Eye Bag Surgery (Lower Lid Blepharoplasty)

Your eyes are often the first thing that people notice about you, and are an important aspect of your overall appearance. Young eyelid skin is smooth, but over time, the eyelid skin stretches, the fat bulges, and the muscles weaken.

Your eyes are often the first thing that people notice about you, and are an important aspect of your overall appearance. Young eyelid skin is smooth, but over time, the eyelid skin stretches, the fat bulges, and the muscles weaken.

In some people, the fat does not bulge, but shrinks, giving the eye a prematurely aged appearance by increasing the hollows below the eye, giving the appearance of dark circles.

Eye Bag Surgery (Lower Lid Blepharoplasty)

Age, hereditary factors, sun exposure, smoking all contribute to this process. People who have suffered from thyroid eye disease or “eye rubbers” (due to allergic eye problems), can also present with loose lower lid skin and puffiness.

Some people have a collection of fluid in the layers of the skin (called “festoons”). These are very difficult to treat, and do not always respond to standard blepharoplasty surgery.

Loose or baggy lids detract from your overall appearance and make you look tired or older.

How can sunken lower lids or “dark circles” be treated?

Fillers

Fillers like fat or hyaluronic acid gel can be used judiciously in improving the hollow appearance of the lower lids. Please refer to the section on fillers.

How can saggy lower lid skin and fat prolapse be treated?

Blepharoplasty

Surgery to improve the appearance of the eyelids is called blepharoplasty. The goal of blepharoplasty is to give the eyes a more youthful look by removing excess skin, bulging fat and lax muscle from the lower lids.

Fat in the lower lid can be removed or repositioned through a cut hidden in the natural lower lid crease or on the inner surface of the lid (transconjunctival blepharoplasty). The excess skin and muscle can be removed or the skin can be treated by Laser resurfacing or a chemical peel, to tighten the lower lid skin.

What are the potential risks & complication of eye bag surgery?

The risks of surgery include

  1. Infection: this is very rare, occasionally the stitches may have an infective or inflammatory response, which settles with oral and topical antibiotics.
  2. Scarring (generally hidden in the skin fold or inner part of lid). Normally stitches are visible for the first week, then, when they are removed, a faint scar is visible. The scar may seem a bit thickened & red for 6 to 12 weeks, becoming almost invisible after that period. Not every scar heals equally well. A thickened or reddened scar can be improved with silicone scar remodeling gel, but the treatment needs to be continues for months to have a good result.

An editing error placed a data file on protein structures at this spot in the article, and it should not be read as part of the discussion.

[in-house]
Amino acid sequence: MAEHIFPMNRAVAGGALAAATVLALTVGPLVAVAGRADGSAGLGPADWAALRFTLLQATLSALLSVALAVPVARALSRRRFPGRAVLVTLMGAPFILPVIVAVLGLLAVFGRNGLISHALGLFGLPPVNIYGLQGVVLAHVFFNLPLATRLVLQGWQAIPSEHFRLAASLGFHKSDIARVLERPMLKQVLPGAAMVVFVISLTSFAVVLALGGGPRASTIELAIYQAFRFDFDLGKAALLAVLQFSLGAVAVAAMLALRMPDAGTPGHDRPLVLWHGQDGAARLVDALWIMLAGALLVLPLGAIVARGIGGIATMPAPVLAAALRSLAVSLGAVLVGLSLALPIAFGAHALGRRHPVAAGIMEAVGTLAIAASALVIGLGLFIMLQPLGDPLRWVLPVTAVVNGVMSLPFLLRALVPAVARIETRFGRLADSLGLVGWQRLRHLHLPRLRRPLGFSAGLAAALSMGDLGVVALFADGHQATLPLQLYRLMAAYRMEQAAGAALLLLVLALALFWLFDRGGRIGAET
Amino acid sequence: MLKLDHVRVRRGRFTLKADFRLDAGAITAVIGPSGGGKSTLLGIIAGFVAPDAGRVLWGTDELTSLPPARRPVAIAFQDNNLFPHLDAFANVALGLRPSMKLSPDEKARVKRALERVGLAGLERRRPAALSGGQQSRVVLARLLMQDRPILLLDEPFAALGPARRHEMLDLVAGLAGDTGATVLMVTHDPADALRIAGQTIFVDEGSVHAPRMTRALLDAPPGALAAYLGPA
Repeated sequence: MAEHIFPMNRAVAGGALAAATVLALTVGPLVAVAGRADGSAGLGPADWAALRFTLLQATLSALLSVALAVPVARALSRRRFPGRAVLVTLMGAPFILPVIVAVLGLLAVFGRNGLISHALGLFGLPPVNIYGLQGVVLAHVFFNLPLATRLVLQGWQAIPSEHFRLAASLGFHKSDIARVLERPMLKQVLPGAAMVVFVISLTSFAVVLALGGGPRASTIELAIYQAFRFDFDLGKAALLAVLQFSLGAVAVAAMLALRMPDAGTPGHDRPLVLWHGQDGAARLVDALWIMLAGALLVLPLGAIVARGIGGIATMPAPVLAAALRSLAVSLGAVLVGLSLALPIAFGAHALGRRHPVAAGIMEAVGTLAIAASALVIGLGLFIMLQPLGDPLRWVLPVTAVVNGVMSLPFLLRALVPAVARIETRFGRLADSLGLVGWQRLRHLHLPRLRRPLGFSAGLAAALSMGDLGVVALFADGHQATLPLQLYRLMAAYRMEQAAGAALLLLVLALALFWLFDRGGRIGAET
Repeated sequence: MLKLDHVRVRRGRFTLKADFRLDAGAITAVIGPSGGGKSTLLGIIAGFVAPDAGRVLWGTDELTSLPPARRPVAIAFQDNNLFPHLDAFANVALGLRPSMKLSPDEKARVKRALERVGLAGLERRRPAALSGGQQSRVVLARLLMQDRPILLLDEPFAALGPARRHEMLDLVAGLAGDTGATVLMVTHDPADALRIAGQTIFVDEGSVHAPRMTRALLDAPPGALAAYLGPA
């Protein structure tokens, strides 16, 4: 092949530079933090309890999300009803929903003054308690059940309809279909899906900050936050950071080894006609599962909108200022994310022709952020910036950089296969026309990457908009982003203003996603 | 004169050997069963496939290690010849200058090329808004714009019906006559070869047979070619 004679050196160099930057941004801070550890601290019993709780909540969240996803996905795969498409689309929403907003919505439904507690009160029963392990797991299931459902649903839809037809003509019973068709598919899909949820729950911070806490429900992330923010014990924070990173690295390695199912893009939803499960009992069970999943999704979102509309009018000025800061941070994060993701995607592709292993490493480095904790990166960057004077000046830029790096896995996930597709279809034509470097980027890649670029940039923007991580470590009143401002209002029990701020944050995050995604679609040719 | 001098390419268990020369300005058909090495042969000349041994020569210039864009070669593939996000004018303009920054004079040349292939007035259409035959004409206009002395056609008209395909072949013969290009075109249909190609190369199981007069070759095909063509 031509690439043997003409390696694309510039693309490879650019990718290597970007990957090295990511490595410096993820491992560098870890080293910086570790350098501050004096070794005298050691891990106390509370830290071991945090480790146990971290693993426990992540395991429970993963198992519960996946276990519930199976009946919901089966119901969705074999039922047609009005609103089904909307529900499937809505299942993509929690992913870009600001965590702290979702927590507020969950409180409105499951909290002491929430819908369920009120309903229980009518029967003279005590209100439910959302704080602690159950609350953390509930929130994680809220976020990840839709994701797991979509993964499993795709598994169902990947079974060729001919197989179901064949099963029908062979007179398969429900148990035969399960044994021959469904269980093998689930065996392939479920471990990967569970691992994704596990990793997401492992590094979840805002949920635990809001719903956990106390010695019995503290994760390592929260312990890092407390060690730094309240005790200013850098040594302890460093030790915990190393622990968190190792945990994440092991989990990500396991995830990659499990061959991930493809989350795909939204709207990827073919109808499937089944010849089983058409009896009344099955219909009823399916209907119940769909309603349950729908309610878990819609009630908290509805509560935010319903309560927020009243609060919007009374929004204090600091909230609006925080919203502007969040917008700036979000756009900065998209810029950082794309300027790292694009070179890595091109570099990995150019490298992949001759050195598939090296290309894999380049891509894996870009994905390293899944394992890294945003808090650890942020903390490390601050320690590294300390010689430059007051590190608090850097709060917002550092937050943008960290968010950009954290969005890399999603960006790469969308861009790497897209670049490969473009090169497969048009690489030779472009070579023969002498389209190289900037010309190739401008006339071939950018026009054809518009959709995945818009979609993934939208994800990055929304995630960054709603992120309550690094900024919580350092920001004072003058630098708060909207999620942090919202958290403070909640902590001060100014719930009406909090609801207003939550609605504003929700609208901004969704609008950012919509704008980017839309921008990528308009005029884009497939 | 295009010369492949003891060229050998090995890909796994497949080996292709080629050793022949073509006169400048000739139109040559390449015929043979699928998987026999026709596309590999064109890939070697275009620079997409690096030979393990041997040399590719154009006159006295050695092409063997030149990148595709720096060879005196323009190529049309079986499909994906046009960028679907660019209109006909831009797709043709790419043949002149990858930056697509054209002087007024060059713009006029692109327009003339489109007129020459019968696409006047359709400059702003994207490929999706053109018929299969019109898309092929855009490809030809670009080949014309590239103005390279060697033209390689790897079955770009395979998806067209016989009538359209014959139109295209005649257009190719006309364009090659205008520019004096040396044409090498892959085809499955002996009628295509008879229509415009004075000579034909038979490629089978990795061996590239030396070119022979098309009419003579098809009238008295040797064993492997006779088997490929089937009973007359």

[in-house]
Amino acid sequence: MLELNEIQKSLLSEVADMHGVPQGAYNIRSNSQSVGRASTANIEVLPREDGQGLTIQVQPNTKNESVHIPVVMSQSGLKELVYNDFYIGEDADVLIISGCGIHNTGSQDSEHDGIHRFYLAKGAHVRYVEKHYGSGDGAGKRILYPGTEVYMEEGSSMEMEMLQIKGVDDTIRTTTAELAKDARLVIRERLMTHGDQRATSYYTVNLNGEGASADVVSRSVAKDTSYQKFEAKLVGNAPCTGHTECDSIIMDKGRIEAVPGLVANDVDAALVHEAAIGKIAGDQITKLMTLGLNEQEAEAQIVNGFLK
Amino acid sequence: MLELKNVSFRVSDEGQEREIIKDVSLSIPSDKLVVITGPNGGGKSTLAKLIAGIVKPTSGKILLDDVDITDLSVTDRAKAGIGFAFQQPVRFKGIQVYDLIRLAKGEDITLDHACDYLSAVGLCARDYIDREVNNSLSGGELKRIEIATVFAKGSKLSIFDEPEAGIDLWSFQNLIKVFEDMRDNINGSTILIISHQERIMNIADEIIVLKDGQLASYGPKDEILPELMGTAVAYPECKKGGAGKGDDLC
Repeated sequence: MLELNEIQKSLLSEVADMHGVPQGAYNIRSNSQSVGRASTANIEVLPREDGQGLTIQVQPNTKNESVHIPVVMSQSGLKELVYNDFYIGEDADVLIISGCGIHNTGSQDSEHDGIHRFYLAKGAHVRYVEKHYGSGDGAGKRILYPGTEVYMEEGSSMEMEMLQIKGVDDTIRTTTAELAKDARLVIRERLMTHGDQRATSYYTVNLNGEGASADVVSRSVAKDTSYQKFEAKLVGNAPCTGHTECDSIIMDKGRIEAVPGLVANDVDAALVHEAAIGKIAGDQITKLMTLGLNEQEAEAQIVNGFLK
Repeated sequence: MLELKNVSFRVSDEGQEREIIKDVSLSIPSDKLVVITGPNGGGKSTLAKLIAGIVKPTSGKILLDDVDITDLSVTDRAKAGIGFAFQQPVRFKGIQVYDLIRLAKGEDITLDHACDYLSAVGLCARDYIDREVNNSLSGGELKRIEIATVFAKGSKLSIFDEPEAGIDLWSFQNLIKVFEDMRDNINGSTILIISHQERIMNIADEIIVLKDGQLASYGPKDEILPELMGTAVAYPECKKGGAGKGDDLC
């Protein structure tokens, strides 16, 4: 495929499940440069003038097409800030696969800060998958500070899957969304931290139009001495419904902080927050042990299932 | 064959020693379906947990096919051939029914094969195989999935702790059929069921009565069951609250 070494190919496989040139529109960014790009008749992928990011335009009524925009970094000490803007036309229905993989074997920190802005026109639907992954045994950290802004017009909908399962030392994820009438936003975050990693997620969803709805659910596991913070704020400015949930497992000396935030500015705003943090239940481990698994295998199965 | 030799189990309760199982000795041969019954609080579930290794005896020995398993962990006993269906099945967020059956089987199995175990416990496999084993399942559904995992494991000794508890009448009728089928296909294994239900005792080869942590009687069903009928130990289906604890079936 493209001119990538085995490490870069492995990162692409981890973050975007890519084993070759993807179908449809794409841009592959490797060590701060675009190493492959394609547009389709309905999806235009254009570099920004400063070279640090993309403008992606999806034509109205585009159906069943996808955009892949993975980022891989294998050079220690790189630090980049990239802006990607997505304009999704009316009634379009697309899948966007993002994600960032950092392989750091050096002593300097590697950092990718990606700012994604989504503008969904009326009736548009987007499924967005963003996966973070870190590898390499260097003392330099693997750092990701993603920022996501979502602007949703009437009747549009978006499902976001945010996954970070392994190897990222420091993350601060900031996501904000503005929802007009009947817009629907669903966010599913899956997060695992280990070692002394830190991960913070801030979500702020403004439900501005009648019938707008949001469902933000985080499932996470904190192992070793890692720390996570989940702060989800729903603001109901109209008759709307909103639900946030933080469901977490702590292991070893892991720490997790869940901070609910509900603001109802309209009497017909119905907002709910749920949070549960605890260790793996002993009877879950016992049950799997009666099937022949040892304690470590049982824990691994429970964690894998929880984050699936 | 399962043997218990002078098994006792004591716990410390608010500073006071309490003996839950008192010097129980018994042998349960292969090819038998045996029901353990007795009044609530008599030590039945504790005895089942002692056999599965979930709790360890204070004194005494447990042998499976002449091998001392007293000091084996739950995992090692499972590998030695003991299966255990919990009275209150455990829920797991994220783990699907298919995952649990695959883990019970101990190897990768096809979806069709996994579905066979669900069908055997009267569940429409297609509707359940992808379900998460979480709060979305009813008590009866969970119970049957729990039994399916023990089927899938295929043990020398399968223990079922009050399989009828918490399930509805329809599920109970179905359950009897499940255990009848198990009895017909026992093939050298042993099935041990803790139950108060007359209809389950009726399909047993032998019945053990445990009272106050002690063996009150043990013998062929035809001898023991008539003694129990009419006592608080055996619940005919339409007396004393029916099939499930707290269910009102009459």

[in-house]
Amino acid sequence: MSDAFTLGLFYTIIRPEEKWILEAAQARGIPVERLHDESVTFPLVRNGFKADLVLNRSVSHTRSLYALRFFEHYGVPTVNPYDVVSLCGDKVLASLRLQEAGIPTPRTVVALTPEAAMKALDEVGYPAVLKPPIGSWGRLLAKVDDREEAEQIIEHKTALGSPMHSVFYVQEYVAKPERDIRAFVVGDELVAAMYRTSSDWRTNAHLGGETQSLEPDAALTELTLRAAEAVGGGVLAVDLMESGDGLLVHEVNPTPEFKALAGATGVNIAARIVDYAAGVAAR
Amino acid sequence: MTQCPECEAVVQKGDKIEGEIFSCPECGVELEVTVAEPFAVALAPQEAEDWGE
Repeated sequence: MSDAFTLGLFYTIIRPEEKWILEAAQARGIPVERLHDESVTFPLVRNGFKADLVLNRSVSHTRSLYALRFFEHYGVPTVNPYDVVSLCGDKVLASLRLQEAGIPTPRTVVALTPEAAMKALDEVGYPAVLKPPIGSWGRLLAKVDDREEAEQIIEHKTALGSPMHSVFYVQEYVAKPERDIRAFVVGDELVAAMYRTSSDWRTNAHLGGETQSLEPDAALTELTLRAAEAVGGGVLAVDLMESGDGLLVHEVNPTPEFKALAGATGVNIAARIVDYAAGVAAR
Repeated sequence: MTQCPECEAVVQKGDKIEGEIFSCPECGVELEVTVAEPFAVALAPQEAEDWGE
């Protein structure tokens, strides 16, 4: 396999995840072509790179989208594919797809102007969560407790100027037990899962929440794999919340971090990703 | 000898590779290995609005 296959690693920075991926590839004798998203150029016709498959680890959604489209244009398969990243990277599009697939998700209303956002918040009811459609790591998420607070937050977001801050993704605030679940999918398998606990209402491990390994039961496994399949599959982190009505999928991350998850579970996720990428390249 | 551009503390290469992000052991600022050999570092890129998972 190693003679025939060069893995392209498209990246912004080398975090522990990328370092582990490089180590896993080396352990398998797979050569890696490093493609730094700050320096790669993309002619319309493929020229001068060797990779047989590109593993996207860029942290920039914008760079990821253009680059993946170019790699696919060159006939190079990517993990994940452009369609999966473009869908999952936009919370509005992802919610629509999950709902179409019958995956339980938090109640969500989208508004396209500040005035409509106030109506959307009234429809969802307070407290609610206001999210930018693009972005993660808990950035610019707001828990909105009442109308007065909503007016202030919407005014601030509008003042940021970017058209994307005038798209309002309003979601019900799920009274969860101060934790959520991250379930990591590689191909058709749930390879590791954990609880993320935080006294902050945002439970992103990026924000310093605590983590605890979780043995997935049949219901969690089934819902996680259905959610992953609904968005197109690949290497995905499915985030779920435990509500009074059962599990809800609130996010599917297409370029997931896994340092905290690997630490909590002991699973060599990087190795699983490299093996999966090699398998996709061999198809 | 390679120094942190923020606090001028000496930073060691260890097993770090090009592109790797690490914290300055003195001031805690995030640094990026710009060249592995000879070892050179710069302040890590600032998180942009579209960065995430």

3. Large bruise or haematoma. This is minimised by avoiding heavy exercise for 2 weeks after surgery, stopping aspirin and other anticoagulants (if safe so to do) 2 weeks pre operatively, and regular use of ice packs. A haematoma may mean you have to go back into theatre to have the blood clot evacuated and then be re-stitched with the risk of a worse scar.
  4. Theoretical risk to vision. Any eyelid surgery carries the risk that an undiagnosed infection or bleed could damage the optic nerve. This is so rare that in comparison a normal car journey is a much greater risk to your vision.
  5. “Hollow” appearance: this is rare, but can occur, due to removal of excess fat.
  6. Temporary poor blink, generally blink returns to normal within 12 weeks.
  7. Sagging of the lower lid : this can happen at the due to scarring between the layers of the lid or inadvertent removal of excess skin. This can alter the shape of the lower lid and cause a watery eye. Occasionally this may require corrective surgery with either a skin flap/graft or a midface lift.
  8. Change in outer angle of lid. Often the outer corner of the lower lid needs to be supported when performing a blepharoplasty. This can occasionally heal without maintaining the sharp outer angle of the eyelid, giving a rounded appearance, which is often challenging to rectify.